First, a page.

1. Van Den Brande, P., Lambrechts M., Tack, J. et al. Endobronchial tuberculosis mimicking lungcancer in the elderly patient. Respir.Med.. 1991;85(2):107-9.
2. Astoul, P., Seitz, B., Fico. J.L et al. Endobronchial tuberculosis simulatingcancer. Rev. Mal-Respir., 1990,7:163-65.
3. Valdes Cvadrado, L, Perez Calvo, J.L., Pia Iglesias, 0. etal. An endobronchial mass asa presentation of tuberculosis A report of 3 cases and review of literature. An.Med.In­tern. 1989;6:643-45.
4. Caglayan, S., Coseli, I., Near, U. et at. Endobronchial tuberculosis simulating foreign body aspiration. Chest, 1989;95:1164.
5. Abdulla, F. and Dietrich, K.A. Endobronchial tuberculosis manifested as obstructive airwaydisease in a 4 months old infant. South Med.J., 1990;83:715-17.
6. Wood, G.S., Gonzalez, C., Done, S. et al. Endobronchial tuberculosis in children: a case report and review. Int.J.Pediatr.Otorhinolaryngol., 1990;20:241-45.
7. Chang, S.C., Lee, P.Y.. Perng. R.P. Thevalue of roentgenographic and fibre-broncho. scopic findings in predicting outcome of adult with lower lung field tuberculosis. Arch.Intern.Med., 1991;151:1581-83.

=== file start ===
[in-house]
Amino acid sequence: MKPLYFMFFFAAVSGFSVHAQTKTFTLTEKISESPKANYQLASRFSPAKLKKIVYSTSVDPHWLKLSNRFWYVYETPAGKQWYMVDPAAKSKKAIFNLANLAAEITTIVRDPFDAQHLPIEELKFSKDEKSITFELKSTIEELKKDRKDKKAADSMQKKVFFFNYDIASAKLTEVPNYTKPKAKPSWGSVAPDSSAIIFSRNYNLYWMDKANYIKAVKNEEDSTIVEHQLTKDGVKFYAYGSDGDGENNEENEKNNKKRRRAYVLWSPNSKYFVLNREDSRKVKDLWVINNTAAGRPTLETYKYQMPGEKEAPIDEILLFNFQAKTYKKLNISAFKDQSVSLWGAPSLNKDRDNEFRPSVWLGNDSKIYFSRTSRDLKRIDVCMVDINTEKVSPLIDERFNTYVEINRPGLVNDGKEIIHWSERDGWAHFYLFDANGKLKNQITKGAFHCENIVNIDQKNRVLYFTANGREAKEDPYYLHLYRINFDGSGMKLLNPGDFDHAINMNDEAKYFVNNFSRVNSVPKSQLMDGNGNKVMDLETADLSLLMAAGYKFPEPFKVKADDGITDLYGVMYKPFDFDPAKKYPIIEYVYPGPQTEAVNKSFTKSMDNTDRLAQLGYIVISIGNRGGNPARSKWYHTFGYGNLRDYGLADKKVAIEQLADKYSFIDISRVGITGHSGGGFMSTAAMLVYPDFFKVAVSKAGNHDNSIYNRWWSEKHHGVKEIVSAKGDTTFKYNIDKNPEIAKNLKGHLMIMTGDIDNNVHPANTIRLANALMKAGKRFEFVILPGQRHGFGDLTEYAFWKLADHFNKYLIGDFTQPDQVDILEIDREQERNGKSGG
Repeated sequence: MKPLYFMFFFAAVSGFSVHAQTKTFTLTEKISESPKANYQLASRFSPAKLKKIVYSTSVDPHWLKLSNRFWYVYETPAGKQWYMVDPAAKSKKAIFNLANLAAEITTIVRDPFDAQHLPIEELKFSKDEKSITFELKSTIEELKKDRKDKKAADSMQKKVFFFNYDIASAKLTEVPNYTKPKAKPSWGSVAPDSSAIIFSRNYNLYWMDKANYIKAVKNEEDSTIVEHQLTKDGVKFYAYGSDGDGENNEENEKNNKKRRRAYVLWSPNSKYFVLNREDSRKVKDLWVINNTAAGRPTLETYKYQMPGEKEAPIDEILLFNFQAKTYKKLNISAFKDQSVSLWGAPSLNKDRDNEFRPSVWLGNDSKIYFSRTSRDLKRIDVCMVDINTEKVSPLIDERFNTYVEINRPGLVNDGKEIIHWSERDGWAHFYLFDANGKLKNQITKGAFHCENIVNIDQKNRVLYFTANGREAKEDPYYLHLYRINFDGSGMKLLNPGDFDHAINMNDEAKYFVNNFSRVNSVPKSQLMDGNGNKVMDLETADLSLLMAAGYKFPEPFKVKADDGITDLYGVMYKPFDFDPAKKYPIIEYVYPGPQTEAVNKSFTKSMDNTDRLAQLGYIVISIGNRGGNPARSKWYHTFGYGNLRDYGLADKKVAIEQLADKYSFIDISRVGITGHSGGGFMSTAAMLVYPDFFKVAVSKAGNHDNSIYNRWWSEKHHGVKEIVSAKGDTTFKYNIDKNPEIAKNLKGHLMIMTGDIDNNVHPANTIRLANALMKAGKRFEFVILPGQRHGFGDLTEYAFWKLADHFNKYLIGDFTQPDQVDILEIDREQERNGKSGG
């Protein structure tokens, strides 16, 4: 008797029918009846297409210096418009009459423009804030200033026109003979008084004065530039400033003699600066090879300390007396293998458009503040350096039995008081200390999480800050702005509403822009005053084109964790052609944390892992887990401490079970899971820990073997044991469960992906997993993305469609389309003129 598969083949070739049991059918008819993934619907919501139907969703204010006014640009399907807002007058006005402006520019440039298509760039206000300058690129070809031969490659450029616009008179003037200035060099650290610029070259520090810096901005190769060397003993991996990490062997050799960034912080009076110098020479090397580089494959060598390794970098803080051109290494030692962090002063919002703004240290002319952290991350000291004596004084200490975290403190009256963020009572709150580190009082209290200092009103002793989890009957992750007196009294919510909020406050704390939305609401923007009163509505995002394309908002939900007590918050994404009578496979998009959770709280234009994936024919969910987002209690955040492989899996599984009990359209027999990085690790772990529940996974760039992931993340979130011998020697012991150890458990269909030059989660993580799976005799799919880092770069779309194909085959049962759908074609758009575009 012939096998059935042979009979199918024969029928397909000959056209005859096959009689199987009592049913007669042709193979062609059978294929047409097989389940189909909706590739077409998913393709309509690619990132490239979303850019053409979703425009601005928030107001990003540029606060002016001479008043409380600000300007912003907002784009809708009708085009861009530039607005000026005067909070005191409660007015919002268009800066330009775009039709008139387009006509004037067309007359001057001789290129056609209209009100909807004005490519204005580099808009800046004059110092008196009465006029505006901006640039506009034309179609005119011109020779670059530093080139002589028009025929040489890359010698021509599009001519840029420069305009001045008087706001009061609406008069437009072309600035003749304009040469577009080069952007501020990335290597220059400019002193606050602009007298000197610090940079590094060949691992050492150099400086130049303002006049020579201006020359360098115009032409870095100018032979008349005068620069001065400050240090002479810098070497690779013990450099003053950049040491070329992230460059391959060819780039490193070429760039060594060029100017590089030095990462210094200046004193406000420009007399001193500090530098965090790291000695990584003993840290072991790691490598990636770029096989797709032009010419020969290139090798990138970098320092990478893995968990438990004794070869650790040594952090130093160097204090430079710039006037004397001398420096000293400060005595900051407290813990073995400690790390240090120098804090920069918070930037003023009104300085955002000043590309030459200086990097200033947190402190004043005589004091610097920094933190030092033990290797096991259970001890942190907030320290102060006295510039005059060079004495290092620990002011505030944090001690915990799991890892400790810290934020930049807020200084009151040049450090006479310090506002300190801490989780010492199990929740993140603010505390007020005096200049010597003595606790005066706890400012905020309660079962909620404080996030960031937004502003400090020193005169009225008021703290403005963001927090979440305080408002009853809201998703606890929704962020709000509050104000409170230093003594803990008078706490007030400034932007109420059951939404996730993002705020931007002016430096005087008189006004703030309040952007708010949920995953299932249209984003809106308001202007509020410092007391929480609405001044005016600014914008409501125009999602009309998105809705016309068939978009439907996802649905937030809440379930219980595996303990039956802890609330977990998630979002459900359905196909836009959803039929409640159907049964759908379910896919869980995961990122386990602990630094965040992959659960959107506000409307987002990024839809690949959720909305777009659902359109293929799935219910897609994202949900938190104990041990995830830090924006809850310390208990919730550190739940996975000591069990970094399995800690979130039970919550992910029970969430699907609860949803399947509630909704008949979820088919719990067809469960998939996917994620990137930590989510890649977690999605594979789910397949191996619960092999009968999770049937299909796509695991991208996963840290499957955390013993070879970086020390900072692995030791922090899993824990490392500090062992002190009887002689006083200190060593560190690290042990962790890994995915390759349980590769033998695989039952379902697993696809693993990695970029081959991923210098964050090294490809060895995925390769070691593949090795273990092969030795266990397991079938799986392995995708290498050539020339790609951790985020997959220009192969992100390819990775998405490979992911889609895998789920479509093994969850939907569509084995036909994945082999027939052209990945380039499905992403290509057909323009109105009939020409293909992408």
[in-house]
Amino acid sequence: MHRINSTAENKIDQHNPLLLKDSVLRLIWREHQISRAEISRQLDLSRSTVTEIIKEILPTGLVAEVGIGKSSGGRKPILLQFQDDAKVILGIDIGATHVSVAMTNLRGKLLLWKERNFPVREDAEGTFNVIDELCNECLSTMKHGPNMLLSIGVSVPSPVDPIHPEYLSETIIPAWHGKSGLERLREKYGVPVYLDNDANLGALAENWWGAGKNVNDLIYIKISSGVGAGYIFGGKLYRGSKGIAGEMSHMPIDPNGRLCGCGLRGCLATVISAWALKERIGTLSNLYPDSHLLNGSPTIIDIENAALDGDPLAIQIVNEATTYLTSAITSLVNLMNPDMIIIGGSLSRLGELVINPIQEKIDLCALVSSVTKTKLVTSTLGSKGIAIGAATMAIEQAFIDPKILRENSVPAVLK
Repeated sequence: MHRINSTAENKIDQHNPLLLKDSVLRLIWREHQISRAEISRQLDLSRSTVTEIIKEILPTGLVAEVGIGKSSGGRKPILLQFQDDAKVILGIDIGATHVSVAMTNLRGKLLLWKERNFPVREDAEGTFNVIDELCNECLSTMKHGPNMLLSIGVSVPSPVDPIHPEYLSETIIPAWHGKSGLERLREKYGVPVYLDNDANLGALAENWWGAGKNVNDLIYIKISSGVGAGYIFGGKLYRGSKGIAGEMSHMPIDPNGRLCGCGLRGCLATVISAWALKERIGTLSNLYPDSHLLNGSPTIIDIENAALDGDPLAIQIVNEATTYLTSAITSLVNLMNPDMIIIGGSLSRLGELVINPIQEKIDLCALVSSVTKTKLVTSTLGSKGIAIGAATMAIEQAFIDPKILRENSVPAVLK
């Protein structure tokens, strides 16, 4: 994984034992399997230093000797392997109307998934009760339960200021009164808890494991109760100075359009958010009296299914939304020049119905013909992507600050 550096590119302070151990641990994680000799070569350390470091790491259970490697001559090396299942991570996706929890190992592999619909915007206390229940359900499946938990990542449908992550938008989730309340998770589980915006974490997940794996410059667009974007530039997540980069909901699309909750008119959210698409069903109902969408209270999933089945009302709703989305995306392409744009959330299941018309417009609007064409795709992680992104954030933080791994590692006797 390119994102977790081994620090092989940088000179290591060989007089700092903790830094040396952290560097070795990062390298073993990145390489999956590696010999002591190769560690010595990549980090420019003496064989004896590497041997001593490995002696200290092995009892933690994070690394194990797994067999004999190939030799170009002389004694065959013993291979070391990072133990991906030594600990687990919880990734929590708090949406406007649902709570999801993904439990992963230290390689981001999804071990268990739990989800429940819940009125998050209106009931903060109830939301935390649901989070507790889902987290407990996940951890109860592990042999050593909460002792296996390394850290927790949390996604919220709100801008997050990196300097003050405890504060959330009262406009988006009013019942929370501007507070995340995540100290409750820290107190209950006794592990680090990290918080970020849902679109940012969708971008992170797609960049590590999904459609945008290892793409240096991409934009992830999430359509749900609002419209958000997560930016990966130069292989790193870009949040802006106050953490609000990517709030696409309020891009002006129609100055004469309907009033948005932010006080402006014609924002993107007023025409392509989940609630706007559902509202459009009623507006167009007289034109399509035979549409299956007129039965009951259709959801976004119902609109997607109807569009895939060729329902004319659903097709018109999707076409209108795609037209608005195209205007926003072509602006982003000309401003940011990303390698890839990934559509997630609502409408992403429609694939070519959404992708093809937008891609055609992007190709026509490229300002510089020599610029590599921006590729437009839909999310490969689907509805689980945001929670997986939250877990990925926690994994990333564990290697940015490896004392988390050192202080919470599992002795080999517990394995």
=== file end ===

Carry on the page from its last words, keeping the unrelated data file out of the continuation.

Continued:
8. Lee, K.S., Kim, Y.H., Kim, W.S. et al. Endobronchial tuberculosis CT feature. J.Comput.Assist.Tomogr., 1991;15:424-28.
9. Sbim, Y.S. New classification of endobronchial tuberculosis and baloon dilatation of bronchial stenosis. Kekkaku, 1992;67:353-57.
10. Chan., H.S., Sun, A. and Hoheisel, G.B. Endobronchial tuberculosis, is corticosteroid treatment useful? A report of 8 cases and review of the literature. Postgrad.Med.J., 1990;66:822-26.
11. Cban, H.S. and Pang, J.A,. Effect of corticosteroids on deterioration of endobronchial tuberculosis dunngchemotherapy. Chest. 1989:96:1195-96.
12. Teo, S.K. Endobronchial tuberculosis - a report of 5 cases. Singapore Med.J., 1990;31:447-50.